Drive-By Poaching

Article Featured Image

Ovum takes to the streets in Connecticut, sending a message to Gartner’s recently acquired analysts.

It’s an ice-cream truck. It’s a moving van. It’s an analyst-recruiting billboard!

On a quiet Monday in December, the Stamford, Conn., headquarters of Gartner Research got an unwelcome surprise visitor. Referring to Gartner’s acquisition of AMR Research two weeks earlier, a billboard truck was circling the firm’s buildings with a message: “Gartner + AMR = New Opportunity,” the truck said, followed by the words “We’re hiring” and the Web address for a job site—a site belonging to competitor Ovum.

Some see the truck’s message as guerrilla marketing. Analyst watcher and consultant Barbara French, of the analyst-focused publication Tekrati, says that she doubts the effectiveness of such a ploy. “I think that’s an inappropriate way for an analyst firm to conduct outreach to potential employees,” says French, who authors the analyst-relations blog Sway. “It was much more of a [public relations] gimmick.” Ovum has made its growth strategy clear in recent months, she says, but the unconventional approach may not be enough. “If they were doing aggressive outreach though Facebook or LinkedIn, or through some of the online forums and communities, that would tell me this is a company with new thinking,” she says. “Yet the point wasn’t to reach the people in a personal, connected way through referrals—it was about pointing attention to Ovum itself.”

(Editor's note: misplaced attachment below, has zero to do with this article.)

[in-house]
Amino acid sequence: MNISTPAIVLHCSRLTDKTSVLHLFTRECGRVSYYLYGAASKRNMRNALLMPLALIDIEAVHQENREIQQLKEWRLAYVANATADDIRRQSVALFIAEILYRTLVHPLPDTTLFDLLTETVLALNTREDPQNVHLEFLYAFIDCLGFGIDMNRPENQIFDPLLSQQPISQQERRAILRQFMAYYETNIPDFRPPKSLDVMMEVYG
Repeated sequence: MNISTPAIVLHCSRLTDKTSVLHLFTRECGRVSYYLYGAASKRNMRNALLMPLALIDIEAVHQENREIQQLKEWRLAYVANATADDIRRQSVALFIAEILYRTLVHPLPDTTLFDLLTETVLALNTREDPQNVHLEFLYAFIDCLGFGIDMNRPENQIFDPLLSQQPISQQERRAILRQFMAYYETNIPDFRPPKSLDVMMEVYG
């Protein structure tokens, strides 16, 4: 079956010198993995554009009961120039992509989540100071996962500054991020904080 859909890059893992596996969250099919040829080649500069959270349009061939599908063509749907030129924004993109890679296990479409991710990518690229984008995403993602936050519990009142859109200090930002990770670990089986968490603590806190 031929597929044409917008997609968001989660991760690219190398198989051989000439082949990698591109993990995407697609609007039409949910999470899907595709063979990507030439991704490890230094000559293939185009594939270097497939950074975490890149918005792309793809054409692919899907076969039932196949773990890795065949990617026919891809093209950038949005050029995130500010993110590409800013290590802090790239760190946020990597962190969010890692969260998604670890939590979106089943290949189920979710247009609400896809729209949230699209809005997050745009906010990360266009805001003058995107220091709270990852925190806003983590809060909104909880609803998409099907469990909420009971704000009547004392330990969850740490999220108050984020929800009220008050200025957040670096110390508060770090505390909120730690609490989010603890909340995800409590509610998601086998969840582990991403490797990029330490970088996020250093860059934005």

The truck’s messaging may not have resonated with many Gartner analysts that day—the display was large enough to be seen by any of the windows, but few analysts actually work from headquarters, French notes—but it also made an appearance in Boston, outside AMR’s offices. Regardless, French says, potential employees should not be swayed by such efforts. “A lot of reputable analysts work [at Ovum],” she says. “This should not be the gating factor for deciding to pursue an opportunity. It’s just one tactic.”

The Ovum truck may not have ruffled the feathers of Gartner and AMR executives, but it demonstrates the importance of individual analysts. “Gartner goes out and spends a lot of money to buy AMR, but what [it’s] really buying is the people,” says Jim Zimmermann, director of research products for Books24x7. Analysts are any firm’s key differentiator, so a firm must work to keep people on board. If analysts leave, a firm is left with little, Zimmermann says. “That’s the biggest challenge in any acquisition where people are the business,” he says.

CRM Covers
for qualified subscribers
Subscribe Now Current Issue Past Issues